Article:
Labour leader David Shearer has quashed his party's proposal for women-only candidate selections, but risks a backlash from some party members angered that the decision was taken out of their hands.
Mr Shearer yesterday announced Labour's council had agreed to his request to withdraw a proposal to allow some electorates to open candidate selections to women only, saying it was distracting from issues people wanted Labour to talk about.
He said he supported the target of a 45 per cent female caucus next year and 50 per cent in 2017 and would work to help ensure that happened.
But despite that endorsement, some party members said they were concerned about the way the women-only proposal was scrapped rather than being presented for members to vote on at the annual conference - raising the prospect of another power struggle between the caucus and membership at the November conference.
Carmel Sepuloni, who hopes to secure the Waitakere selection again next year, said she was undecided on women-only selections. But she did have some concerns about the manner in which it was scrapped before going to the membership.
"In terms of the process, I don't know how it has come about and whether there are rules that allow that to happen, but I do think it's a little bit strange that it would just be pulled like that. There will be some robust discussion."
James Dann, who chairs the Port Hills electorate committee, said he suspected the policy would have failed at the conference anyway but there were issues with the way it was ditched.
"The party has a process for adopting resolutions and I'm concerned that the parliamentary wing is leaning on the membership."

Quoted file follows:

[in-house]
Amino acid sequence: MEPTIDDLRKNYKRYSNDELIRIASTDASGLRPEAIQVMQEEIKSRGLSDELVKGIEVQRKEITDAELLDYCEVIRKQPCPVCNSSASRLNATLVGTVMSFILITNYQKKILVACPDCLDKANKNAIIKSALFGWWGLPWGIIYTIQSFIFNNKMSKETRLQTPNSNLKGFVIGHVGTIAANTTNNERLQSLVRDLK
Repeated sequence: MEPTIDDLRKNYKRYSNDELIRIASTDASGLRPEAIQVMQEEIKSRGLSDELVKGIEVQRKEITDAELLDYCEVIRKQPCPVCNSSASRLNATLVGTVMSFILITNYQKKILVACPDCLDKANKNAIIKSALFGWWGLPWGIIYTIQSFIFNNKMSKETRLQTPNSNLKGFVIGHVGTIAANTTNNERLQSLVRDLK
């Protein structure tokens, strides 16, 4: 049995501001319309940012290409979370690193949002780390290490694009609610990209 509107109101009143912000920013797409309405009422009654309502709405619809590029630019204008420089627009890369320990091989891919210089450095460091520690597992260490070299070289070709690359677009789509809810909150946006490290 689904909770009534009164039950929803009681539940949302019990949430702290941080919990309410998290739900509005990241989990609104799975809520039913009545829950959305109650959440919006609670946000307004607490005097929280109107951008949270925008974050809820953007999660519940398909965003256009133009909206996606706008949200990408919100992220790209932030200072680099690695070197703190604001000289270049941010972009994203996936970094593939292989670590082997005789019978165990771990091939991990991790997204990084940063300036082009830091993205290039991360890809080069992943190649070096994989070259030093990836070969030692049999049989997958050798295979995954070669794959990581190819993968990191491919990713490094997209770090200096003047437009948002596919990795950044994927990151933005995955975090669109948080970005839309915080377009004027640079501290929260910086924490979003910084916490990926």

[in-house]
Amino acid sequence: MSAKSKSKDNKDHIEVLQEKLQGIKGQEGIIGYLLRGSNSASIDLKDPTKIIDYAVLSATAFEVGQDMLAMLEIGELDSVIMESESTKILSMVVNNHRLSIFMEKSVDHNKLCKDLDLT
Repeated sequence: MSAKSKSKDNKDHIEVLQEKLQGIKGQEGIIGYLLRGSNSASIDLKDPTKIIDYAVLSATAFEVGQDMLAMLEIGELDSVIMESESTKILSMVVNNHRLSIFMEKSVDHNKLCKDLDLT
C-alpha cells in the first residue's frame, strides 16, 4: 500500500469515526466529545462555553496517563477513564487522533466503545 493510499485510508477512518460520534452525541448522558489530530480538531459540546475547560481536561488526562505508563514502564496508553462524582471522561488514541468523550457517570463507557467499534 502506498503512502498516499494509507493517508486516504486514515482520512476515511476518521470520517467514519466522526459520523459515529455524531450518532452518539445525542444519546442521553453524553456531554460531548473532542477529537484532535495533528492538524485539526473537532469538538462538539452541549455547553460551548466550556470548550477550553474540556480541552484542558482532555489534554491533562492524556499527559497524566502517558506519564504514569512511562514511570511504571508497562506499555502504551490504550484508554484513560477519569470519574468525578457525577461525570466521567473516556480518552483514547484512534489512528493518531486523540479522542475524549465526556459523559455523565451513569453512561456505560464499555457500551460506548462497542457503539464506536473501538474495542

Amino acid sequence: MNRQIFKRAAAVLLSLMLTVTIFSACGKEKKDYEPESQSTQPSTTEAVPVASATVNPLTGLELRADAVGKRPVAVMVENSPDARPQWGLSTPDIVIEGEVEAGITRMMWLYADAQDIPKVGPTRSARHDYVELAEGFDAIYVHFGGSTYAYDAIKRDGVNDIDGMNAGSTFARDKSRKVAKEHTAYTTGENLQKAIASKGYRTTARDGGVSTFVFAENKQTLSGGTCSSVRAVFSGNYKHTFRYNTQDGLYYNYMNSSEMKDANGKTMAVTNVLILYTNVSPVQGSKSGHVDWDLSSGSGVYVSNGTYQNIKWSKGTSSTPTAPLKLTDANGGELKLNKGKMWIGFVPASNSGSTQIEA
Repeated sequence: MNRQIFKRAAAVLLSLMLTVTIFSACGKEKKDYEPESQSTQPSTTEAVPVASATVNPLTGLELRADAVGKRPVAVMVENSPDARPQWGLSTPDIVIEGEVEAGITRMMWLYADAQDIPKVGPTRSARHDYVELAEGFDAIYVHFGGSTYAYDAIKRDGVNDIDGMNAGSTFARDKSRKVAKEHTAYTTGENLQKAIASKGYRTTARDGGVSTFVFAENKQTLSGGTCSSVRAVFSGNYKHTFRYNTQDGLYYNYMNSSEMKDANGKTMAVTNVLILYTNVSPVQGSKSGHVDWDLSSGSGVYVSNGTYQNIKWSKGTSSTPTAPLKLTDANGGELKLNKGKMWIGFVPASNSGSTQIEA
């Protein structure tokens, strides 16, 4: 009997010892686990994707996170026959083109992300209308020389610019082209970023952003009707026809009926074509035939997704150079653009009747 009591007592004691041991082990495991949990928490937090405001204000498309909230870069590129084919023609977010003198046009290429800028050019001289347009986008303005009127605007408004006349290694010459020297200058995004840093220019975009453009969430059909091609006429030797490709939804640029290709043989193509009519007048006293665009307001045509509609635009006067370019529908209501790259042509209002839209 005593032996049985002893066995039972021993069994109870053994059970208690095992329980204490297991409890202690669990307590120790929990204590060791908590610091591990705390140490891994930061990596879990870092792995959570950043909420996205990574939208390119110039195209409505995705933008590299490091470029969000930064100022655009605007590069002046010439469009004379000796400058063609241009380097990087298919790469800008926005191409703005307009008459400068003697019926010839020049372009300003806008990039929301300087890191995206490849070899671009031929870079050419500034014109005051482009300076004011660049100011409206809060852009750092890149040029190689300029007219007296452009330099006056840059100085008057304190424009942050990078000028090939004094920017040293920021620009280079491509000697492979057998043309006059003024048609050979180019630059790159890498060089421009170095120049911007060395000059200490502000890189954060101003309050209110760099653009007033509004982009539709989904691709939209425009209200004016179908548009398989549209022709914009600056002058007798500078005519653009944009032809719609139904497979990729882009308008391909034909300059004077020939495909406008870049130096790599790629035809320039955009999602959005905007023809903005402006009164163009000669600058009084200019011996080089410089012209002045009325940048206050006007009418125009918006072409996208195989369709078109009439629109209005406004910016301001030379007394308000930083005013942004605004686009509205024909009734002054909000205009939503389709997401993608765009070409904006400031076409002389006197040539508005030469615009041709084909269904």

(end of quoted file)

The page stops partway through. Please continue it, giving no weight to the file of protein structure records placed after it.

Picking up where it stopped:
He was pleased the 45 per cent target would still go before the conference, but members would want to know how Labour hoped to attain it.
The party is expected to work on measures such as focusing on pre-selection by shoulder-tapping promising candidates and mentoring them.
The way the issue was dealt with raised questions about Mr Shearer's leadership, including why he allowed the proposal to get to the stage it had.
He said he did not believe it had weakened his leadership.
The decision to drop it appears to have fairly wide support amonmg Labour MPs. Although most said they backed a target to boost the number of women in caucus, only Louisa Wall came out fully in support of the women-only selections.
Clare Curran said she was not happy with the way the issue had played out in public. "It's been very damaging to the cause of getting more women into Parliament."
David Cunliffe said he believed the decision to drop the female-only selections was "entirely appropriate" although he backed the 45 per cent target. Asked if it had affected Mr Shearer's leadership, he said: "I have no idea."
Party leaders will be keen to avoid a repeat of last year's conference, at which the members overrode the caucus by pushing through changes to leadership elections which mean that 40 per cent of the caucus, rather than the usual majority, can force a leadership contest.